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Headlines Published on 03 January 2007

Title EU-supported project eyes Alzheimer’s vaccine

An EU-funded project investigating a novel approach to developing a vaccine for Alzheimer’s disease was recently given the go-ahead and has successfully got underway. The project, funded under the sixth Framework Programme, will build upon an innovative approach to preventing Alzheimer’s developed by the project coordinator, Austrian firm Affiris GmbH. The recently approved project, known as MimoVax, will investigate previously overlooked targets for the vaccine at the heart of the condition affecting around 3.5 million Europeans.

Alzheimer's disease was first described by German neurologist Alois Alzheimer in 1906. © Matt+
Alzheimer’s disease was first described by German neurologist Alois Alzheimer in 1906.
MimoVax will centre on the use of natural immune reactions to combat the causative agents of Alzheimer’s disease. Alzheimer patients’ brains contain plaques that are made up of a protein sub-structures, or peptides, called amyloid beta. The new research project will devise a vaccine which triggers an immune response that targets amyloid beta. New diagnostic methods are also being developed to accurately analyse the vaccine’s efficacy.

“Alzheimer’s is caused by deposits of beta-amyloid peptides. These deposits - also known as plaques - are formed when parts of a human protein detach from the cell membrane of nerve cells and clump together. A high proportion of these peptides, the so called beta-amyloids, consist of 40 or 42 amino acids. The first vaccine developed by Affiris targets precisely these types of peptides and helps to break down the plaques,” says project manager Dr Frank Mattner of Affiris GmbH.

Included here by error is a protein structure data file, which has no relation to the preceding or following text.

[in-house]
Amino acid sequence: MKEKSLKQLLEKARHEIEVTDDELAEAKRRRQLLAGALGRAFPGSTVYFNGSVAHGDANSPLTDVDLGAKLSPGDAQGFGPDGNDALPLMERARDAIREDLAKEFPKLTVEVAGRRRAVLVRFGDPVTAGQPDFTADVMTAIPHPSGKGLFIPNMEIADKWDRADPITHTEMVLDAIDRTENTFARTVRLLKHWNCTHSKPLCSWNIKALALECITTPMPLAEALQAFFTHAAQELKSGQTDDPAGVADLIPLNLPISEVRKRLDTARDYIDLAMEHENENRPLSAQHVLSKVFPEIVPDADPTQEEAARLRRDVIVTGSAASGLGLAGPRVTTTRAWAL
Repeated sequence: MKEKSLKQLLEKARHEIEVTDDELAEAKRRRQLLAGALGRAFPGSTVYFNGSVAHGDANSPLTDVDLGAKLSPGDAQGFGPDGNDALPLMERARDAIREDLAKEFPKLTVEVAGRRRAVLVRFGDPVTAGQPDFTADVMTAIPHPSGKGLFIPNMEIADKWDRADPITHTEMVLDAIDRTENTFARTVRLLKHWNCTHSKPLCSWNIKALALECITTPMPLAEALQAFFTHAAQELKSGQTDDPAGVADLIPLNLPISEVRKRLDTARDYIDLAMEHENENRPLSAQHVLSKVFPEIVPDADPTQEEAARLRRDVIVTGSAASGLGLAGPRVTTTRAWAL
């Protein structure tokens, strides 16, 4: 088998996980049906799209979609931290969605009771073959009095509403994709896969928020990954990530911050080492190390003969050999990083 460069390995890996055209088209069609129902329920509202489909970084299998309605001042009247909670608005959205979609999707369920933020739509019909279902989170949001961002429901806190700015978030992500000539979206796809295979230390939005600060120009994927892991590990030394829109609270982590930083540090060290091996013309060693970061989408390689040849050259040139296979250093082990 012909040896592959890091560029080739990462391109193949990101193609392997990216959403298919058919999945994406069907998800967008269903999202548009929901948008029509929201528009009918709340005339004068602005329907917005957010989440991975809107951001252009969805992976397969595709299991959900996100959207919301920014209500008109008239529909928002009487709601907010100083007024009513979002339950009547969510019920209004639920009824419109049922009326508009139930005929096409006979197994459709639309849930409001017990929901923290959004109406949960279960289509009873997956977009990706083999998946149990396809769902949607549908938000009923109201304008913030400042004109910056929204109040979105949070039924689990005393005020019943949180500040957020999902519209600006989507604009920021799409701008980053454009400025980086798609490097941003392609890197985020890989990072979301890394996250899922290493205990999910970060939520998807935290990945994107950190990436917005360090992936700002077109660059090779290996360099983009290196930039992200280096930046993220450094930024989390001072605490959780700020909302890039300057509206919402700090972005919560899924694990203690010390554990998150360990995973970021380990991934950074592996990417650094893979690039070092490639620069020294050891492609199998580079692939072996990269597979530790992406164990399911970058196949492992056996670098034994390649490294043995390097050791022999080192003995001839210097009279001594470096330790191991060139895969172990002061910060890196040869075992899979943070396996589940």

In addition to the better-known beta-amyloids, MimoVax will be the first project to attempt to signal out a rarer, altered form of peptide with a different amino acid line-up.

MimoVax’s approach is an extension of an innovative strategy developed by Affiris GmbH to avoid autoimmune rejection of the vaccine’s active properties. By carefully selecting the correct peptides for the vaccine, Affiris GmbH’s mimotope technology enables a precise immune response to focus only on the problem proteins, leaving healthy portions untouched.

Throughout the project, the consortium will develop pre-clinical and the first clinical analyses of the vaccine. Project partners will further discuss a concrete agenda and research strategy at a working conference in Vienna next year.

In total, the MimoVax project brings together twenty scientists from four high tech industrial companies, two university institutes and one clinic hailing from three countries: Austria, Germany and Spain. The research is funded as a specific targeted research project (STREP) to the tune of €2.4 million.

More information:

  • Alzheimer Europe
  • Life sciences, genomics & biotechnology for health

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